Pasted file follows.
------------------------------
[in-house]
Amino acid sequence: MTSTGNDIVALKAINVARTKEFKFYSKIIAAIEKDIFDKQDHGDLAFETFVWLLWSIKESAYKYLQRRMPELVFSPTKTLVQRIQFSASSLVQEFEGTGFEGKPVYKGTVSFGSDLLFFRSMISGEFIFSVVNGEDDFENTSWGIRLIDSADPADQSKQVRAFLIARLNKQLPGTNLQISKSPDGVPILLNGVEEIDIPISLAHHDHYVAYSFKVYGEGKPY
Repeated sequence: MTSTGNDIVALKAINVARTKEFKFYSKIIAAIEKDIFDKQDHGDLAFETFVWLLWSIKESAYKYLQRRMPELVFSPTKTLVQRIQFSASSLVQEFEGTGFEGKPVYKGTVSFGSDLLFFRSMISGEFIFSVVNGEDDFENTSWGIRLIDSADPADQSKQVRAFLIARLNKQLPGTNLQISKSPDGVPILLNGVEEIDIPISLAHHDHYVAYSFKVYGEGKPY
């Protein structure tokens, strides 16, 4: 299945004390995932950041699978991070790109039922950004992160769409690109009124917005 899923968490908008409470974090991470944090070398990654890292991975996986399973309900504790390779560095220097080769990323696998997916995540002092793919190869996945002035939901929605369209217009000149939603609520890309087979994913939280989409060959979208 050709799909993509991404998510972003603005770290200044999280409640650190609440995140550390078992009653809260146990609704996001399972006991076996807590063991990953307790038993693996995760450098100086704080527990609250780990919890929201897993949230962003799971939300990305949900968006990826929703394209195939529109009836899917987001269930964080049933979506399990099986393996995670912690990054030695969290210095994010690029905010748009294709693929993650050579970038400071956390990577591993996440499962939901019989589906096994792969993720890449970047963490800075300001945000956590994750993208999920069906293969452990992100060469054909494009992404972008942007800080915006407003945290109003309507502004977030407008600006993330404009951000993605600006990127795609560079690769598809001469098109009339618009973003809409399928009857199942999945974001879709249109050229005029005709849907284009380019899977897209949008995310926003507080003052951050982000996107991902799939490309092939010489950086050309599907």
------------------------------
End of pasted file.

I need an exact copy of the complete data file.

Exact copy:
[in-house]
Amino acid sequence: MTSTGNDIVALKAINVARTKEFKFYSKIIAAIEKDIFDKQDHGDLAFETFVWLLWSIKESAYKYLQRRMPELVFSPTKTLVQRIQFSASSLVQEFEGTGFEGKPVYKGTVSFGSDLLFFRSMISGEFIFSVVNGEDDFENTSWGIRLIDSADPADQSKQVRAFLIARLNKQLPGTNLQISKSPDGVPILLNGVEEIDIPISLAHHDHYVAYSFKVYGEGKPY
Repeated sequence: MTSTGNDIVALKAINVARTKEFKFYSKIIAAIEKDIFDKQDHGDLAFETFVWLLWSIKESAYKYLQRRMPELVFSPTKTLVQRIQFSASSLVQEFEGTGFEGKPVYKGTVSFGSDLLFFRSMISGEFIFSVVNGEDDFENTSWGIRLIDSADPADQSKQVRAFLIARLNKQLPGTNLQISKSPDGVPILLNGVEEIDIPISLAHHDHYVAYSFKVYGEGKPY
């Protein structure tokens, strides 16, 4: 299945004390995932950041699978991070790109039922950004992160769409690109009124917005 899923968490908008409470974090991470944090070398990654890292991975996986399973309900504790390779560095220097080769990323696998997916995540002092793919190869996945002035939901929605369209217009000149939603609520890309087979994913939280989409060959979208 050709799909993509991404998510972003603005770290200044999280409640650190609440995140550390078992009653809260146990609704996001399972006991076996807590063991990953307790038993693996995760450098100086704080527990609250780990919890929201897993949230962003799971939300990305949900968006990826929703394209195939529109009836899917987001269930964080049933979506399990099986393996995670912690990054030695969290210095994010690029905010748009294709693929993650050579970038400071956390990577591993996440499962939901019989589906096994792969993720890449970047963490800075300001945000956590994750993208999920069906293969452990992100060469054909494009992404972008942007800080915006407003945290109003309507502004977030407008600006993330404009951000993605600006990127795609560079690769598809001469098109009339618009973003809409399928009857199942999945974001879709249109050229005029005709849907284009380019899977897209949008995310926003507080003052951050982000996107991902799939490309092939010489950086050309599907």